All of this has caused some heartburn among certain Democrats in high cost-of-living states. New York Rep. Joseph Crowley says a couple with earnings of $100,000 could be “a police officer and nurse.” “In New York City,” he adds, “they’d be struggling.”

There are several misleading statements here. First of all, Obama has not called for raising the cap on everyone earning over $100,000. He has spoken of using a donut hole so that this tax increase only affects those at a higher income level, such as those making over $250,000.

A second error in this is that Social Security taxes are based upon individual not joint income. Therefore the couple he describes would not be affected based upon their joint earnings of $100,000.

There is yet a third misleading aspect of this. John McCain has also supported increasing the cap (as has Hillary Clinton). It doesn’t appear to matter who is elected with regards to this issue.

There is one place where they are correct. Repealing the Bush tax cuts for the wealthy will not pay for all the programs which the Democrats are proposing. However that is nothing new. The Republicans have been supporting programs which exceed our tax revenues for years. John McCain’s proposed military spending cannot be supported based upon current tax revenues, and he has been quite vague as to how he would cut spending to balance his proposed tax cuts.

I’m Voting Republican


Presenting the opposing viewpoint in favor of voting Republican, here’s a message from the web site I’m Voting Republican.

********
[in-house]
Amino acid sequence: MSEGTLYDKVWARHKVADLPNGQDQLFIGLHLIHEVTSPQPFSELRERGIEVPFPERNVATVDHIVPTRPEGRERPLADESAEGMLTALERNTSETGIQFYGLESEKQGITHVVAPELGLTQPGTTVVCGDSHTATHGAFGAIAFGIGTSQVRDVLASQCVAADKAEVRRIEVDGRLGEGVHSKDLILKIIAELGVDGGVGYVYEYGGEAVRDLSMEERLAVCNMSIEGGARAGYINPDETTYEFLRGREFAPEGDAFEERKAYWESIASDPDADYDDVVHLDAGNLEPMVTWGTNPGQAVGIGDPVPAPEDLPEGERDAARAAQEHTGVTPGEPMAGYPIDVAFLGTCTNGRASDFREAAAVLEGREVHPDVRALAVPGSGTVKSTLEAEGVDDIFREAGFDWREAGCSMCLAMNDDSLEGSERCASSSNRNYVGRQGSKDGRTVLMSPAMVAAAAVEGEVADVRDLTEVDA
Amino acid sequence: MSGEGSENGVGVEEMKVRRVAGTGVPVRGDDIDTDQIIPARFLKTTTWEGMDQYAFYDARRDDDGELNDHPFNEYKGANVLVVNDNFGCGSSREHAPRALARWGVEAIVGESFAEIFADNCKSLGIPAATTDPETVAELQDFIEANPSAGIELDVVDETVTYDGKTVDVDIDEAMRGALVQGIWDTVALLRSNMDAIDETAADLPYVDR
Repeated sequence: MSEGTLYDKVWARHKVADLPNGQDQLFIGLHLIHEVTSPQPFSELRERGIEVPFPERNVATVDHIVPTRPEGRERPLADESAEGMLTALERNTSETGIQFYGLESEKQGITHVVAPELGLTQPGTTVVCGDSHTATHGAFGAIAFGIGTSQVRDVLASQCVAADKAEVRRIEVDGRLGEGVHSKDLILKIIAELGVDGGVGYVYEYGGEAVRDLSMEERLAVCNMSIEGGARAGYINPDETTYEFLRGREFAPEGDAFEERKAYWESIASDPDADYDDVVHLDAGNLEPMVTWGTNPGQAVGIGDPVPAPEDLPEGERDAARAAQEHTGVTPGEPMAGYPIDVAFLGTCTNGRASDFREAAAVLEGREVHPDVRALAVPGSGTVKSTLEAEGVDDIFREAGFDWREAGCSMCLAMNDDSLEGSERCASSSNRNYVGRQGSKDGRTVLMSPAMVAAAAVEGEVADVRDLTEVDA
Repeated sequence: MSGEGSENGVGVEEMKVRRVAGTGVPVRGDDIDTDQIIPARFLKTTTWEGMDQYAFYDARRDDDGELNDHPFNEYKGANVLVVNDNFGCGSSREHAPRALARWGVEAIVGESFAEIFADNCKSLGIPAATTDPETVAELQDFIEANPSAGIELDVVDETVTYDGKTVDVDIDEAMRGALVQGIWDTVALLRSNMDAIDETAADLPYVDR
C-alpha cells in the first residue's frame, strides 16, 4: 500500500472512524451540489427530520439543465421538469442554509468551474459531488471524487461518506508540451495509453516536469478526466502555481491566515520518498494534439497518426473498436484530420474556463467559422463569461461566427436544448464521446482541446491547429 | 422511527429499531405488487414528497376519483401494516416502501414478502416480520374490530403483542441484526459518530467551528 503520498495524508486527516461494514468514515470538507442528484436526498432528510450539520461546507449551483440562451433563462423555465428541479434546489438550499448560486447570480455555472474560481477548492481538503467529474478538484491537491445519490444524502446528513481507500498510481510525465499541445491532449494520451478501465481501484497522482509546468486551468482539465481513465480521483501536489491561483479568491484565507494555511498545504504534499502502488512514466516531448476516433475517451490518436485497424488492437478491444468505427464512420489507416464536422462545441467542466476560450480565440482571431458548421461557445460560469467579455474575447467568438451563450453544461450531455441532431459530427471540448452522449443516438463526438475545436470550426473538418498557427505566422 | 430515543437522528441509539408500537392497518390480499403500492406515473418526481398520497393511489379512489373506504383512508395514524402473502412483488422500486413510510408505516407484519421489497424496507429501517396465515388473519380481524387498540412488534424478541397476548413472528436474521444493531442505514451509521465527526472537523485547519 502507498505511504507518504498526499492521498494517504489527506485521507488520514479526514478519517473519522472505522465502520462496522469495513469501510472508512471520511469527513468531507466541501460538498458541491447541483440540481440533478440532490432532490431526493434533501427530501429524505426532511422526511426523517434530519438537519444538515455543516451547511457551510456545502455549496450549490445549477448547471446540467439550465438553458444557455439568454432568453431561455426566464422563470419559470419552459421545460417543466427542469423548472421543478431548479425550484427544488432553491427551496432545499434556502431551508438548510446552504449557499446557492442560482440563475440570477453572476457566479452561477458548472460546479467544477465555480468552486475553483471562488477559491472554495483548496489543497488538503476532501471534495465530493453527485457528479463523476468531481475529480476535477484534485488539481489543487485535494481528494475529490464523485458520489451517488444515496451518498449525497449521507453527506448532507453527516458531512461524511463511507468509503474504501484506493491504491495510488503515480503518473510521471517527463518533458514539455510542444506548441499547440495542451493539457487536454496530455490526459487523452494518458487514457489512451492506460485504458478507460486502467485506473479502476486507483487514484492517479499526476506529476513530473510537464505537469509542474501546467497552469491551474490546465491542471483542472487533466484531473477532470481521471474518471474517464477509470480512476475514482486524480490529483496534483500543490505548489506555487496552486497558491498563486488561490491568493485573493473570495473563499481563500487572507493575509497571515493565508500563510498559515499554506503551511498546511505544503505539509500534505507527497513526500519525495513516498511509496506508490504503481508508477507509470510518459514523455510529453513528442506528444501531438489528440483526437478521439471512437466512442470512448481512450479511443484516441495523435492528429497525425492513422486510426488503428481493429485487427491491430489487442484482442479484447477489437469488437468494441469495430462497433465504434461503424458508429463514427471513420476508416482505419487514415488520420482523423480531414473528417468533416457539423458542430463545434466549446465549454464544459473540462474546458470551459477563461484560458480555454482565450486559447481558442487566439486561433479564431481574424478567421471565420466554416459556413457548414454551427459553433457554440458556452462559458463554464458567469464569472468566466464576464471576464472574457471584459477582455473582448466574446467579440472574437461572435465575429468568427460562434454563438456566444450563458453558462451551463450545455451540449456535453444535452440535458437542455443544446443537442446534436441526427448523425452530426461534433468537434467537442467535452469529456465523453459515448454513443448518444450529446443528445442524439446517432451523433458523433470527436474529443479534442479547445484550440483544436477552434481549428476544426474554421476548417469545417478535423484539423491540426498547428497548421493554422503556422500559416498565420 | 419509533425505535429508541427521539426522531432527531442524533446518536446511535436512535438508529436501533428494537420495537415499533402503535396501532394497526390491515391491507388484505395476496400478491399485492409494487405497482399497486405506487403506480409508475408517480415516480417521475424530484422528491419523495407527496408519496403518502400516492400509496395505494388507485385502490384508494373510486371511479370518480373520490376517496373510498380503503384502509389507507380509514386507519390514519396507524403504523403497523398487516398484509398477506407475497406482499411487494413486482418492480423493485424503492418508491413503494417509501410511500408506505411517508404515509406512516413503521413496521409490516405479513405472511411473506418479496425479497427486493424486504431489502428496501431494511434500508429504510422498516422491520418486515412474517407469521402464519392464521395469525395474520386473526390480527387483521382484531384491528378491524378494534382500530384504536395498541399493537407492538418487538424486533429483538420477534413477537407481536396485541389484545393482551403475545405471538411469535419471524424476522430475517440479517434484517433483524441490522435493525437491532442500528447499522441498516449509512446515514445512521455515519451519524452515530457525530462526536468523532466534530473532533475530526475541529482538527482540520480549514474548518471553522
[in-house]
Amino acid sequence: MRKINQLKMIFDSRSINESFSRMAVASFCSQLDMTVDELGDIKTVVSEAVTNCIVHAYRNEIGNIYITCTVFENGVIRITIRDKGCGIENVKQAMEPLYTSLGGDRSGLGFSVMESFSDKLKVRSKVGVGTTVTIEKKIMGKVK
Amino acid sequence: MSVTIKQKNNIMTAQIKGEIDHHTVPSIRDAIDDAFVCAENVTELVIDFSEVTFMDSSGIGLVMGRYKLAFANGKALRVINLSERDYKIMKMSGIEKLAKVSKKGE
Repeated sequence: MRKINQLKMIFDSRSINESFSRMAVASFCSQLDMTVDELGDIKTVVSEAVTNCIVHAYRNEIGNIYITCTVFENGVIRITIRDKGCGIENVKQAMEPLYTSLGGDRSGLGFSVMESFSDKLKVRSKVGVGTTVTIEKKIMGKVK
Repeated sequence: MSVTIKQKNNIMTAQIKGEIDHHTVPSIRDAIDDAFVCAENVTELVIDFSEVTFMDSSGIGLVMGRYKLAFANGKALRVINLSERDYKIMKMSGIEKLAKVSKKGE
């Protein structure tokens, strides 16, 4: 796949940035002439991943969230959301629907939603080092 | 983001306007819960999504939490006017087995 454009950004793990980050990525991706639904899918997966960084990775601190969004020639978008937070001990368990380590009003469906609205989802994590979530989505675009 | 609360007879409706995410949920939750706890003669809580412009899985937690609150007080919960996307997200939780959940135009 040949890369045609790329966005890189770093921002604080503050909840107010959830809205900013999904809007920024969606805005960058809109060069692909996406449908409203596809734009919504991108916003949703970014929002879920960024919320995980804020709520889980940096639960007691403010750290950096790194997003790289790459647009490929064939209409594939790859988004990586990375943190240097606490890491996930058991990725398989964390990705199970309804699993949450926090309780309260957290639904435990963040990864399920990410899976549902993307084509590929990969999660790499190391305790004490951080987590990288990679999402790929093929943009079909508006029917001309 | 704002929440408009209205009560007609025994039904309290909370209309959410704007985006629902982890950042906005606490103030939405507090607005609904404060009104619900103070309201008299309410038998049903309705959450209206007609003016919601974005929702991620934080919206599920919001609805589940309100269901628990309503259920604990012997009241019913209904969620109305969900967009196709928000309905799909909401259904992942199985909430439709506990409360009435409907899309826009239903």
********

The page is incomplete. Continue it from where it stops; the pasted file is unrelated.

Kerry Criticizes McCain’s Views on Iraq

Keith Olbermann discussed John McCain’s views on the war after his controversial interview earlier in the day. John Kerry spoke out against McCain both earlier in the day as well as in an interview on Countdown (video above). Kerry was very critical of McCain’s views on the war (which are far more serious than any one sound bite).

Back in 2004 their were rumors that Kerry was considering McCain as his running mate. Others believe that the story originated with John McCain as a means of enhancing his own reputation. Regardless of the validity of those rumors, we can be certain that McCain is not going to return the (possible) offer and consider Kerry to be his running mate. There is talk of Obama choosing Kerry to add foreign policy experience and gravitas to the ticket. While this is unlikely to happen, Kerry is not ruling out accepting the position if offered:

Jacki Schechner: It was inevitable we were going to get this question so I’m just going to throw it out there. But somebody says…her name is Lola…she says, “Would you consider running with Obama, and if so, what would you do to decrease the crisis with the Middle East and use diplomacy in reducing the economy[sic] and dependence on oil?”

Senator Kerry: Well, Lola, I’ll answer the first part of your question by saying that having made the selection for Vice President, it’s a good idea not to consider running with the person who’s choosing. Let them decide who they want to have run with them. So the answer is no, I’m sitting here like everybody else and watching with amusement while this process goes on.

Jacki: Would you be interested?

Kerry: Only…the answer is probably not, but if the right definition were given to the job, then you’d be foolish not to say that you would think about it or consider it. And you’d be dishonest, likewise.